AN TAISCE has defended their opposition to The Prism office development in Cork saying the building will have a “major adverse impact” on the historic city centre of Cork.
An Bord Pleanála has granted planning permission for the €20m, 15-storey office building on Clontarf Street.
Construction is set to begin in the coming months and the Prism building will create more than 100 jobs during development and a multiple of this figure over the next 18 months once it is occupied.
The planning application had been opposed by the heritage body An Taisce which objected to the development on a number of grounds, including the height of the building.
“A structure of this kind will be the dominant feature on the east of the island when viewed from many parts of the wider city,” they argued.
However, An Bord Pleanála said the Prism would make a “positive contribution to the urban character of the area” and would “enhance the skyline of the area”.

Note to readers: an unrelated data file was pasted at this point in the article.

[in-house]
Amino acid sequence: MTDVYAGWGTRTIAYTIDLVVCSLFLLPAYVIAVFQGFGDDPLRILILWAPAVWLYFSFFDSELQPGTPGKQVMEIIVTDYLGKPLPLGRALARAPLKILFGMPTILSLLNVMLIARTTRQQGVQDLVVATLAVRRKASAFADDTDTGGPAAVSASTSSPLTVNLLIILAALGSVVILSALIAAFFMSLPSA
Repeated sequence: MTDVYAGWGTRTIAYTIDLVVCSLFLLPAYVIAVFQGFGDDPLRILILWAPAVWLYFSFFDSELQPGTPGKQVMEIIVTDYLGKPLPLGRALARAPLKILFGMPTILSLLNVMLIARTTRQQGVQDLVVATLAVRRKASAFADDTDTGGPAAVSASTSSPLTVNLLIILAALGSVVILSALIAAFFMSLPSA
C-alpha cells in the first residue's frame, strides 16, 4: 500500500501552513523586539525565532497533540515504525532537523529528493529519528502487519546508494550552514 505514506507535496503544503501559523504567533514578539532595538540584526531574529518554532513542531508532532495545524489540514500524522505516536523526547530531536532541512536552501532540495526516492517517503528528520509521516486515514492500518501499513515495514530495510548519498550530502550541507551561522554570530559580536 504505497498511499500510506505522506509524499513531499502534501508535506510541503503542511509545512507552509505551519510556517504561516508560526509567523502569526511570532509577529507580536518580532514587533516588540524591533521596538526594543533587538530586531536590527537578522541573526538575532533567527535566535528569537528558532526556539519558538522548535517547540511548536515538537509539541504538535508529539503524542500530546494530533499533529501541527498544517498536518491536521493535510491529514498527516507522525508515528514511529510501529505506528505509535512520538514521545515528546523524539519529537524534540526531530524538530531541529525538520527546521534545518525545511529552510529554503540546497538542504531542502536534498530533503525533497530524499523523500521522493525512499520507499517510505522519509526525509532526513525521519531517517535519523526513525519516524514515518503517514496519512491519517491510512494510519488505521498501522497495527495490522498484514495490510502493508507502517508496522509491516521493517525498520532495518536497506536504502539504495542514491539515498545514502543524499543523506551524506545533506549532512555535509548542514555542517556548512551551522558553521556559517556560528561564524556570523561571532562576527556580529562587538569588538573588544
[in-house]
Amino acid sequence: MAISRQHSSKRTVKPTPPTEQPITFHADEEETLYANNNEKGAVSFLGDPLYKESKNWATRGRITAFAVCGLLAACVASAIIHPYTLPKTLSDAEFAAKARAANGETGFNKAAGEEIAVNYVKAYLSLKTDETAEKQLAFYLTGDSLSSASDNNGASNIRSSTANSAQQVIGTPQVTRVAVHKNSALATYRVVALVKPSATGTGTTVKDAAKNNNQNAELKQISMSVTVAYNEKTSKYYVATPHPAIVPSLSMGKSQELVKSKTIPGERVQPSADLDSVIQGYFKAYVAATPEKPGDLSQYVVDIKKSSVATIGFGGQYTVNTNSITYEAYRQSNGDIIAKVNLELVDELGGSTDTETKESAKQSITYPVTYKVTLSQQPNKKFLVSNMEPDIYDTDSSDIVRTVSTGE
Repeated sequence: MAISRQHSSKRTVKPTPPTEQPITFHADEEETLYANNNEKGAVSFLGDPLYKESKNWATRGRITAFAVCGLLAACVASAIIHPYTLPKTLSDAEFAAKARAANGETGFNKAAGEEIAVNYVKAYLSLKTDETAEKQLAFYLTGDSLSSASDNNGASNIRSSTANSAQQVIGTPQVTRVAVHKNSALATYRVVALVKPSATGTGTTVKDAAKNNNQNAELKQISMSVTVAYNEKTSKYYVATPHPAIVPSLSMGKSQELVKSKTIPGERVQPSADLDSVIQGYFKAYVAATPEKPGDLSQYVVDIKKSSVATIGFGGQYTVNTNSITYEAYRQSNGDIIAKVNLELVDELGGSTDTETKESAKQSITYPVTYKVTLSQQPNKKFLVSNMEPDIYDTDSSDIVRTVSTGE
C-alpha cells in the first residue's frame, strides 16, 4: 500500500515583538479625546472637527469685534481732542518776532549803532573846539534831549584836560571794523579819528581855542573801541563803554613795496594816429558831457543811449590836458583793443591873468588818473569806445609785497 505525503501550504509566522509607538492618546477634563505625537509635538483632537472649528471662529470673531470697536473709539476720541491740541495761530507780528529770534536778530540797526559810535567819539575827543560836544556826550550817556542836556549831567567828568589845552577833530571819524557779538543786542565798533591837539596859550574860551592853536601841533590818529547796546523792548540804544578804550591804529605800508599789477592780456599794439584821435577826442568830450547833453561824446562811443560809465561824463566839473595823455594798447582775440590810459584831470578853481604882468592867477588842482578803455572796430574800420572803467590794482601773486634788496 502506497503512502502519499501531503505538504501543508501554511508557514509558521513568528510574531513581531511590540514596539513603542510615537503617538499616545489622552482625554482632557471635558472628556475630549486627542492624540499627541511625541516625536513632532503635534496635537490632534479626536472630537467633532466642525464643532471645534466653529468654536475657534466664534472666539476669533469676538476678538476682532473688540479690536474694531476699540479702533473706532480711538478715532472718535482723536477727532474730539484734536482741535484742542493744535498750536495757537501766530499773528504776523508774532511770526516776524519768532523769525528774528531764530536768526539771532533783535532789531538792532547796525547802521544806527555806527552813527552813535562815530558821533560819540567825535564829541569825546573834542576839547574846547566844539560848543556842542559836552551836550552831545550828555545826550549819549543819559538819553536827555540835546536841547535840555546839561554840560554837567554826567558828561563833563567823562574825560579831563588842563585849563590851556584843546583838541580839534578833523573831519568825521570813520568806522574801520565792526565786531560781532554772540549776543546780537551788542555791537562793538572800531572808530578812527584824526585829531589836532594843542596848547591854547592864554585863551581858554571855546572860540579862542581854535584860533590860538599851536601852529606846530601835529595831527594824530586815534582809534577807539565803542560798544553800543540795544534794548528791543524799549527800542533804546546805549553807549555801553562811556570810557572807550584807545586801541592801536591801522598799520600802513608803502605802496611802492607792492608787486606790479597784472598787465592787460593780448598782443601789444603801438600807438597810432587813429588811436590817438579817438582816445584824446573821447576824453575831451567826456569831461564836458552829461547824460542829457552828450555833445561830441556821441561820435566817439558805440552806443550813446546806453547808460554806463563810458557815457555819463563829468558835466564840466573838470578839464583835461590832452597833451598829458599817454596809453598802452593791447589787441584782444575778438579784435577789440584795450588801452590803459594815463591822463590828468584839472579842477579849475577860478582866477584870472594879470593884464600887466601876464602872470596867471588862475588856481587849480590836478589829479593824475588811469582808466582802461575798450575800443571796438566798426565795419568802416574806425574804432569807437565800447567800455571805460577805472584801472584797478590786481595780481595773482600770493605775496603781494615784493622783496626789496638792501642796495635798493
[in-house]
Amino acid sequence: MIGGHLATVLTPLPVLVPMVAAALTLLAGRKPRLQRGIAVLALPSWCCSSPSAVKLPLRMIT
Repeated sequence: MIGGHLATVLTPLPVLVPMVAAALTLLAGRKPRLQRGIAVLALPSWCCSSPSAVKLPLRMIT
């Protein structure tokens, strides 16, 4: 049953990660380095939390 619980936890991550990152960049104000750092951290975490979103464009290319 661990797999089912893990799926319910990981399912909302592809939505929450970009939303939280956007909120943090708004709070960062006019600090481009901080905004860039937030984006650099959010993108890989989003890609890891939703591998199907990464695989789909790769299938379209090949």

In the aftermath of the decision, An Taisce said it was “extremely disappointed”.
“This building will have a major adverse impact on the historic city centre of Cork which we feel can be redeveloped with quality contemporary architecture without resorting to tall buildings, more appropriate to the downriver docklands setting,” it said.
“Indeed, An Taisce has been broadly supportive of a number of new office developments east of the city centre.
“Speculative office development is a feature of our current economic cycle, but it must be inserted into quality historic cityscapes in an appropriate way, so as not to damage their tourist potential and quality of life.”
An Taisce said the 2018 revised building height guidelines introduced by the minister for housing are a major backward step in proper planning in cities and towns and need to be amended to be more site-specific.